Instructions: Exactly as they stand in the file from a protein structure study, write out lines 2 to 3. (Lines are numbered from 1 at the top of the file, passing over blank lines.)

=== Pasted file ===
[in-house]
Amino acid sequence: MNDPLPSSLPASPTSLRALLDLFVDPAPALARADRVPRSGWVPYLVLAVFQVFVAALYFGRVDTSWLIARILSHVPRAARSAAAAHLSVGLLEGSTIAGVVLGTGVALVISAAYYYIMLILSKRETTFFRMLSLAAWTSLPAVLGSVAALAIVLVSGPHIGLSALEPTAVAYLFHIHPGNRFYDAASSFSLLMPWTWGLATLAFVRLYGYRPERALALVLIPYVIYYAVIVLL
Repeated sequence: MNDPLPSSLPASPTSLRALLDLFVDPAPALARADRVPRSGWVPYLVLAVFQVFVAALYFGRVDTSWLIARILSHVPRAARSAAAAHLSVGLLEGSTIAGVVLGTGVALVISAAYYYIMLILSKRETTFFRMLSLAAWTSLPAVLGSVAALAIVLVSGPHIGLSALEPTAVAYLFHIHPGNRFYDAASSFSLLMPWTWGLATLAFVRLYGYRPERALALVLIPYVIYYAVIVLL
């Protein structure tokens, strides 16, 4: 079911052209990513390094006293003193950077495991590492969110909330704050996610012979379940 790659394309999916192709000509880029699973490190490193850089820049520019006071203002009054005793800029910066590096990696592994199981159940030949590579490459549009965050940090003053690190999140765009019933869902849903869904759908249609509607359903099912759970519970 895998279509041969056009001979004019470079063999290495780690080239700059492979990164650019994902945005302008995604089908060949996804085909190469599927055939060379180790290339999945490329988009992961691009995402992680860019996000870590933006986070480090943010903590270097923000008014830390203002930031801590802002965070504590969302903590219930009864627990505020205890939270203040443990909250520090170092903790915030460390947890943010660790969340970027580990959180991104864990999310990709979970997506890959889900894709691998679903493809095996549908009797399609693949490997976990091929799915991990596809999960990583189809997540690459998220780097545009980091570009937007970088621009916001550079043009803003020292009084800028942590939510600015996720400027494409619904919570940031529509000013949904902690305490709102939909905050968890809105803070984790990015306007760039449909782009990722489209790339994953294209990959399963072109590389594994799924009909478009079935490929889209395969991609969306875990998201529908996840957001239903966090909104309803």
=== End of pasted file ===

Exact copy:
Amino acid sequence: MNDPLPSSLPASPTSLRALLDLFVDPAPALARADRVPRSGWVPYLVLAVFQVFVAALYFGRVDTSWLIARILSHVPRAARSAAAAHLSVGLLEGSTIAGVVLGTGVALVISAAYYYIMLILSKRETTFFRMLSLAAWTSLPAVLGSVAALAIVLVSGPHIGLSALEPTAVAYLFHIHPGNRFYDAASSFSLLMPWTWGLATLAFVRLYGYRPERALALVLIPYVIYYAVIVLL
Repeated sequence: MNDPLPSSLPASPTSLRALLDLFVDPAPALARADRVPRSGWVPYLVLAVFQVFVAALYFGRVDTSWLIARILSHVPRAARSAAAAHLSVGLLEGSTIAGVVLGTGVALVISAAYYYIMLILSKRETTFFRMLSLAAWTSLPAVLGSVAALAIVLVSGPHIGLSALEPTAVAYLFHIHPGNRFYDAASSFSLLMPWTWGLATLAFVRLYGYRPERALALVLIPYVIYYAVIVLL